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New Mexico Game Commission rejects wolf release

A female Mexican gray wolf looks to avoid being captured for its annual vaccinations and medical checkup at the Sevilleta National Wildlife Refuge in central New Mexico in 2011. The New Mexico Game Commission on Tuesday rejected an appeal to release endangered Mexican gray wolves in the state. (Susan Montoya Bryan/The Associated Press)

A female Mexican gray wolf looks to avoid being captured for its annual vaccinations and medical checkup at the Sevilleta National Wildlife Refuge in central New Mexico in 2011. The New Mexico Game Commission on Tuesday rejected an appeal to release endangered Mexican gray wolves in the state. (Susan Montoya Bryan/The Associated Press)

SANTA FE, N.M. — No public comment was officially permitted Tuesday during the state Game Commission’s review and subsequent denial of an appeal seeking to release Mexican gray wolves into the New Mexico wild this year.

But that didn’t prevent a vocal public reaction to the commission’s decision to uphold the state Game and Fish Department’s rejection of the U.S. Fish and Wildlife Service’s request.

“No surprise,” called out one of the dozens of wildlife advocates crowded into the Embassy Suites Conference Center in Albuquerque. “Disgraceful,” others shouted, as well as, “You should be ashamed” and “You’re discredited.”

Members of Defenders of Wildlife, the Sierra Club, Bold Visions Conservation, the Center for Biological Diversity, the Southwest Environmental Center and others who support additional reintroduction of the Mexican gray wolf in the state turned out in force. Before the meeting, many of them assembled outside the hotel carrying signs reading “We Need Wolves” and “More Wolves, Less Politics.”

None of that had any effect on the commission, which voted unanimously to support Game and Fish Department Director Alexandra Sandoval’s denial of Fish and Wildlife’s release request.

Matthias L. Sayer, general counsel for Game and Fish, said Sandoval’s denial of the permit was not a value judgment but based on the fact the department did not know how many wolves would be released or where they would be set loose.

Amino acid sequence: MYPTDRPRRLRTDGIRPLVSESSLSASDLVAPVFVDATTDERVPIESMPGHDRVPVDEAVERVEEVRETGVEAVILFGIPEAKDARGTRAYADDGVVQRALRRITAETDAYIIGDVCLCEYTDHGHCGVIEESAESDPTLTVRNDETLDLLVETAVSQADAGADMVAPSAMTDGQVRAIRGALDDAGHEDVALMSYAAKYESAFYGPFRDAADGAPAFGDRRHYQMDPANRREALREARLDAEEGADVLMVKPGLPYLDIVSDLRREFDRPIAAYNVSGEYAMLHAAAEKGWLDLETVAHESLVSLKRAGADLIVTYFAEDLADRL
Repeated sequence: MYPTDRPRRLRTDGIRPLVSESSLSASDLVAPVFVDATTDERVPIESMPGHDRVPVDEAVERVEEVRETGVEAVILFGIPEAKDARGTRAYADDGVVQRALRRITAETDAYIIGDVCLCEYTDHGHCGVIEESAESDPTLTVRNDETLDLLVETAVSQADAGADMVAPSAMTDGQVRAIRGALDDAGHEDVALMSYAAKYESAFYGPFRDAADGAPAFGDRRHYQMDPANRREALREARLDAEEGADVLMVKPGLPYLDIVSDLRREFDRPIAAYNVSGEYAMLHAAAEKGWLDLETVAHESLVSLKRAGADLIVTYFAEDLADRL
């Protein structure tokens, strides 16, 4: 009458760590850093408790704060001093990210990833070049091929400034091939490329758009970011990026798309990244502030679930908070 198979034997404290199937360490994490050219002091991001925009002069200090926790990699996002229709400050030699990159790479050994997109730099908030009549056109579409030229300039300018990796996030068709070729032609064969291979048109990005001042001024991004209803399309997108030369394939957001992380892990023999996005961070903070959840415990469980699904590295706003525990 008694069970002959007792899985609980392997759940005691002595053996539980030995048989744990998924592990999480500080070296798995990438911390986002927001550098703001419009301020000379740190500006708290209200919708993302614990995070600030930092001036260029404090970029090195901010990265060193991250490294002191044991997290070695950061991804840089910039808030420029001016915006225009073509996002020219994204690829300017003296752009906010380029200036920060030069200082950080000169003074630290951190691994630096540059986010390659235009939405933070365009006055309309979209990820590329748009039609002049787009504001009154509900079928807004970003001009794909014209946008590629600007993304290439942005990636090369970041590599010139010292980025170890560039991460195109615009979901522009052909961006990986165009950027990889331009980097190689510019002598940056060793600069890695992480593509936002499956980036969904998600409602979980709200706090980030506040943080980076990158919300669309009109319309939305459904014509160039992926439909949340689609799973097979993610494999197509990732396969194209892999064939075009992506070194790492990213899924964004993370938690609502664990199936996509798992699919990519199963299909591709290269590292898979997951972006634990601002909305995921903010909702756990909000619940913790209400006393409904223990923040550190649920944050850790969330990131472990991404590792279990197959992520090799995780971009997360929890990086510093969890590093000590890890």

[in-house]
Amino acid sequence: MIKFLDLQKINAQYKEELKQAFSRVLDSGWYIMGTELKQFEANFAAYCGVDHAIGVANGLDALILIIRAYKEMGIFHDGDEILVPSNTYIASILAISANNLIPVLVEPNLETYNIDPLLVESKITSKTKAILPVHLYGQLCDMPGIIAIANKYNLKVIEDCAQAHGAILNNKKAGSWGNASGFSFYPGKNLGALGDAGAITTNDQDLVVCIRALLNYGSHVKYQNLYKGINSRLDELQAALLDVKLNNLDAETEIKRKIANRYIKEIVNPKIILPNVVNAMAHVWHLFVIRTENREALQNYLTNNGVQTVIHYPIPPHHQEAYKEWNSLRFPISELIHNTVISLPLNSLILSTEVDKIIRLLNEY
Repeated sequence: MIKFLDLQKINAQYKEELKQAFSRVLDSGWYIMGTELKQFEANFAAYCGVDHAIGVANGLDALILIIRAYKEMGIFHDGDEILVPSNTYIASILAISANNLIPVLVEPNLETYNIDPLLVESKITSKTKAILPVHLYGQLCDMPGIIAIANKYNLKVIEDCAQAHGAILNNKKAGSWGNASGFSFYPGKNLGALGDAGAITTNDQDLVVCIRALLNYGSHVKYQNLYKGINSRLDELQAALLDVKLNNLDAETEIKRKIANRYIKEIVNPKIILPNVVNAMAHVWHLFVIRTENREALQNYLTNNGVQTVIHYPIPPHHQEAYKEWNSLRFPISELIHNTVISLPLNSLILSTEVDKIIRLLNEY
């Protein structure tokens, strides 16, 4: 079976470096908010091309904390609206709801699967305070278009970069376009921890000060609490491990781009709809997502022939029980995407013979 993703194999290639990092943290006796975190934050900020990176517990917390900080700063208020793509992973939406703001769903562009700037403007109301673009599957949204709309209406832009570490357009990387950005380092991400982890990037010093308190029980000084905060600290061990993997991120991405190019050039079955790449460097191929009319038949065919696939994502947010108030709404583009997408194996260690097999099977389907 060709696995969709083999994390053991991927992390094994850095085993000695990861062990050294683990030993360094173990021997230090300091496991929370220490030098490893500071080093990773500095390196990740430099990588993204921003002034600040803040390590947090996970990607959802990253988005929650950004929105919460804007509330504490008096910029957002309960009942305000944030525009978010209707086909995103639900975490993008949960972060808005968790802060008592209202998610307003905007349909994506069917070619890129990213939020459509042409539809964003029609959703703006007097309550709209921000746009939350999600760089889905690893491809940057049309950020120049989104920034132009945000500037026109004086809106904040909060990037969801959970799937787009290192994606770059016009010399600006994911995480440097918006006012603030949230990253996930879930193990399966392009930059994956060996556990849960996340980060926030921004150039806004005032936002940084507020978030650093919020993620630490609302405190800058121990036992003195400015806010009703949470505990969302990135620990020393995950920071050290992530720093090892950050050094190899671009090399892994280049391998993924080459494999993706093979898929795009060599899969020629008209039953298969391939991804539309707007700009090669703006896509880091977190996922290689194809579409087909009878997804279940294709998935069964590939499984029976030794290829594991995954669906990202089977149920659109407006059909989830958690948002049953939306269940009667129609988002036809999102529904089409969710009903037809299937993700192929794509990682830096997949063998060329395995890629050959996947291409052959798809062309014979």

“Without that information, the director cannot be sure the release will not conflict with (Game Commission) policy,” Sayer said.

The U.S. Fish and Wildlife Department indicated it does not need the state’s approval to pursue its Mexican wolf recovery program.

Sherry Barrett, Mexican wolf coordinator for Fish and Wildlife, represented the federal agency during the appeal hearing. She provided the Journal with a written statement that says, in part, “It is our policy to consult with the states and comply with state permit requirements except in instances where the Secretary of the Interior determines that such compliance would prevent (Fish and Wildlife) carrying out our statutory responsibilities.”

After Tuesday’s meeting, Barrett told the Journal that the Fish and Wildlife Service will discuss its options in internal meetings and that one of those options is releasing the wolves into the Gila without New Mexico’s permission.

The Fish and Wildlife Service request had two parts: the placement of up to 10 Mexican wolf pups into active dens in the Gila National Forest so they might be raised by surrogate parents and the release two adult wolves and their pups into the Gila.

Barrett told the Game Commission the releases were not about increasing the wolf population, now about 110 animals in New Mexico and Arizona, but about improving the wolves’ genetic health. She said releases of genetically desirable wolves are vital to the genetic robustness of the wolves.

“We very much hope the Fish and Wildlife Service will proceed with releases into the Gila,” said Michael Robinson of the Center for Biological Diversity. “The Mexican wolf is a beautiful, intelligent, social animal that despite rising numbers in recent years is still on the brink of extinction. That’s why Fish and Wildlife should release more wolves now.”

Hunting fees

In another matter Tuesday, State Land Commissioner Aubrey Dunn appeared before the Game Commission to make clear his reasons for raising the one-year fee for hunter access to the state trust lands, administered by his office, from $200,000 to $1 million.

Dunn told the commission his job is to lease state trust lands to benefit schools, universities, hospitals and other public institutions.

“I do not work to please hunters, anglers, ranchers, oil and gas producers, miners, the Game Department or any other users of state trust lands, for that matter,” Dunn said. “I make decisions based on what is fair and what is best for the trust.

“I believe a fair access fee is an increase of $800,000. This money would go directly to public education.”

The Game and Fish Department and the State Land Office still are negotiating the fee, but on Tuesday, Dunn did not appear willing to offer much wiggle room.

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